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Co-parenting: Letting go of the past and looking toward the future

When relationships fall apart, often there are hurt feelings, anger, resentment and frustration. When there are children involved, these feelings can spill over, drawing the children onto the battleground. In Norfolk County, it is common for family court judges to order that parents share equal custody of their children, but this may be easier said than done.

Divorce and its effect on children

Parents need to understand that while their relationship has disintegrated, the divorce is going to affect their children in greater ways. A child's world is a small one consisting of home, parents, siblings and school. When something traumatic happens to change their world, it is not uncommon for children to struggle with the sudden uncertainty surrounding them, according to Psychology Today.

As a result, children's trust in their parents can be shaken and they may even doubt if the parents really love them, especially since one parent has moved out of the home and their life. Anxiety and stress over their situation may exhibit itself in issues such as rebellion, anger, bed-wetting and poor academic performance.

Children need both parents

When parents understand the impact that the divorce could have on their children, they realize how important it is for their children to continue building a relationship with each parent and the necessity of parents working together. Despite personal feelings, parents must accept the fact that they will continue to be in each other's lives, to a certain degree, for the simple reason that they share children.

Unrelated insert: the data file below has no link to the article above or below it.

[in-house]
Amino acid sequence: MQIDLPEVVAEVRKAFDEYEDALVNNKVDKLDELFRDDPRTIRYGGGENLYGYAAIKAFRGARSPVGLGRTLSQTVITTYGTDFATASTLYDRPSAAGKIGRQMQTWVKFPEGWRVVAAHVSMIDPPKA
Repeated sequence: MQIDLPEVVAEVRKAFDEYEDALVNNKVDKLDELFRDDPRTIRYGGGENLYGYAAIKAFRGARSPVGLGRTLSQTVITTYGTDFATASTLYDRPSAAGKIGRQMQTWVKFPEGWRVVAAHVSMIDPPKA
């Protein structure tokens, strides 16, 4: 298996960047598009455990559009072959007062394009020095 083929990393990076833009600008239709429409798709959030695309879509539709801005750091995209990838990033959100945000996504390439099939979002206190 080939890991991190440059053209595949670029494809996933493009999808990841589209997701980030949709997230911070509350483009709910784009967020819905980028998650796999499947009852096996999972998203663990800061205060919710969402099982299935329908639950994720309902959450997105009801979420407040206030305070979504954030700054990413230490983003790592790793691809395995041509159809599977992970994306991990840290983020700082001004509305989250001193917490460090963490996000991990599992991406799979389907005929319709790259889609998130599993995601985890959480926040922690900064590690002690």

In order for parents to learn to work together, they should look at this new relationship as a sort of business partnership. The purpose of the business is to raise children that are well-adjusted, confident and happy. In order to achieve this goal, parents must set aside grudges and ill feelings for one another and put the focus on their children.

The parenting plan

A parenting plan works in the same way that a business plan works. A good parenting plan will have the following:

  • A schedule outlining when the parent has time with the children
  • Who will be responsible for different issues such as childcare, birthdays, buying gifts and so forth
  • How exchanges between parents will be handled
  • Communication methods used between parents
  • Dispute resolutions relating to parenting
  • House rules

The parenting plan should be tailored to the specific age range of the child. Younger children will need more structured time and focus on building bonds and connections, school-age children will have friends and homework responsibilities to plan for and teen-agers will need their own space, have friends they hang out with and allow adjustments if the teen wants to do something else instead of spend time with parents.

When parents work together and create a plan in how to raise their children with two separate households, children will be able to grow up feeling loved by both parents and develop the skills they need to succeed in adulthood.

To ensure that the parenting plan covers all possible elements of the child's care and welfare, parents should consult with an experienced attorney, who can help them put together a document that will benefit their child.

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